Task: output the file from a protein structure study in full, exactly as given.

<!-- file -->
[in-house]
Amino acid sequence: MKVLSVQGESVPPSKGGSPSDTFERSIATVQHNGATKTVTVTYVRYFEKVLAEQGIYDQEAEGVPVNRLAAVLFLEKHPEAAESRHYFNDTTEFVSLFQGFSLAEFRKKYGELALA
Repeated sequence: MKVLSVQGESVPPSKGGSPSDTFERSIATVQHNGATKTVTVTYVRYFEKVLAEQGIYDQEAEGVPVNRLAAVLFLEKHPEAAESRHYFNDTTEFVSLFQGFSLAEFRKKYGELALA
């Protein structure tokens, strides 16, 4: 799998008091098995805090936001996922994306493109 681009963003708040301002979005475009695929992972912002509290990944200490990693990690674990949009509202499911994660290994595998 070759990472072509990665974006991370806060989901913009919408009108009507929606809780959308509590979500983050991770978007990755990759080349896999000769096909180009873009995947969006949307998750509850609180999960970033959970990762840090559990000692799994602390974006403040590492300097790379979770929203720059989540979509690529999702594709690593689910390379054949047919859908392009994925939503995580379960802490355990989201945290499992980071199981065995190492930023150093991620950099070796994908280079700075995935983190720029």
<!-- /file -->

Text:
[in-house]
Amino acid sequence: MKVLSVQGESVPPSKGGSPSDTFERSIATVQHNGATKTVTVTYVRYFEKVLAEQGIYDQEAEGVPVNRLAAVLFLEKHPEAAESRHYFNDTTEFVSLFQGFSLAEFRKKYGELALA
Repeated sequence: MKVLSVQGESVPPSKGGSPSDTFERSIATVQHNGATKTVTVTYVRYFEKVLAEQGIYDQEAEGVPVNRLAAVLFLEKHPEAAESRHYFNDTTEFVSLFQGFSLAEFRKKYGELALA
């Protein structure tokens, strides 16, 4: 799998008091098995805090936001996922994306493109 681009963003708040301002979005475009695929992972912002509290990944200490990693990690674990949009509202499911994660290994595998 070759990472072509990665974006991370806060989901913009919408009108009507929606809780959308509590979500983050991770978007990755990759080349896999000769096909180009873009995947969006949307998750509850609180999960970033959970990762840090559990000692799994602390974006403040590492300097790379979770929203720059989540979509690529999702594709690593689910390379054949047919859908392009994925939503995580379960802490355990989201945290499992980071199981065995190492930023150093991620950099070796994908280079700075995935983190720029």